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Chesterfield Courthouse in Virginia has done a fabulous job in making images of their records available. The records are copies of documents, such as deeds and wills, recorded by a scribe and clerk at the courthouse, sometimes years after the original documents were signed and sealed. Some tidbits:

    • Record of property changing hands often include an appendix stating that the wife was not coerced by her husband. Wording is to the effect that the wife had been examined “privily and apart from the said [James, for example] her husband.”
    • Colonial documents dated in terms of King George’s reign are the exception rather than the rule.
“This indenture made the eighteenth Day of September in the Twenty seventh Year of the Reign of our Sovereign Lord George the second by the Grace of God of Great Britain France and Ireland King Defender of the faithful and in the Year of our Lord one thousand seven hundred fifty three…”
  • In the “mother” record (to which other bits and pieces might be appended), the year is  written out, eg, “one thousand seven hundred and sixty three.” The “year of” part varies, eg: anno Domini / year of our Lord Christ / year of our Lord God / year of Christ.  Around 1800 (very loosely) such phrasing fades in favor of a secular “in the year of one thousand eight hundred….” By the mid-nineteenth century, it’s pretty much gone.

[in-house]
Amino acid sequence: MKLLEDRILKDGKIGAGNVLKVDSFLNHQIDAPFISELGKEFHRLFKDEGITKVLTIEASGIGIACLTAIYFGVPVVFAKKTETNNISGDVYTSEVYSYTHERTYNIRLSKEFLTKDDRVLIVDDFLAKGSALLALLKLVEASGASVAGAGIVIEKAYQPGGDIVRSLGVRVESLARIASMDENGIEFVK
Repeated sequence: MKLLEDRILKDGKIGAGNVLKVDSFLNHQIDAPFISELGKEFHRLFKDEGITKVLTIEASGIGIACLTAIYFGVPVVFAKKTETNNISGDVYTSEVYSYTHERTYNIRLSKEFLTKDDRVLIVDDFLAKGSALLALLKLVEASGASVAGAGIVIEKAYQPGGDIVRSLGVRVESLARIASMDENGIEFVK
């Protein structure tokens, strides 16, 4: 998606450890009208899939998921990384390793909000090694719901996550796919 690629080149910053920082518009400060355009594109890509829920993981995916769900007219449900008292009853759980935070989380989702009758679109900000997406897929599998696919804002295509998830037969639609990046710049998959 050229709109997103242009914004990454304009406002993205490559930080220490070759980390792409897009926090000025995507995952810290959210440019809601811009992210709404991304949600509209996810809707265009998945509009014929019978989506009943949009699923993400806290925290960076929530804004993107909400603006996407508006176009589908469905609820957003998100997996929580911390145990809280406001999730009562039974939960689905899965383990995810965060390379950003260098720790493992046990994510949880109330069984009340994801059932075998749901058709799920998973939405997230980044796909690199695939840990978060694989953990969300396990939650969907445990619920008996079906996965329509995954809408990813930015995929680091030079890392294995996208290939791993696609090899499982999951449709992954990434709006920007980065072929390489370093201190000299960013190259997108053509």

• The clerk and the scribe are not one and the same. The name of the clerk (marked clk) Ben Watkins, appears on a variety of documents in a variety of handwriting during and beyond the Colonial period. (Old Ben Watkins worked for decades at Chesterfield Courthouse, to be replaced by T Watkins.)
  • It’s true. A lot of people were illiterate. I didn’t see any cases where the wife was literate and the husband illiterate, though the reverse was not uncommon. The scribe used a cross mark to indicate that the actual document was marked, not signed.

    Sarah Woolridge, who made “her mark,” had a literate husband who signed
  • Hand-writing varied quite a bit. Some clerks favored a rounded style, which I found more European looking (more like my mother’s handwriting) and more difficult to read. Others wrote in a more pointy style. The writing can be quite striking and elegant. Other times, some poor scribe had a bad pen day and the entry is blotched and splotched. Sometimes even the best efforts were ruined when the book was closed before the ink dried.
    Ben Watkins’ scribe on a good day



A bad pen day

1 Comment

  1. Teri Keith

    Dear Jean, This was cool, I learned a few things I had no clue about and it
    most definitely was to the point – not boring at at all!

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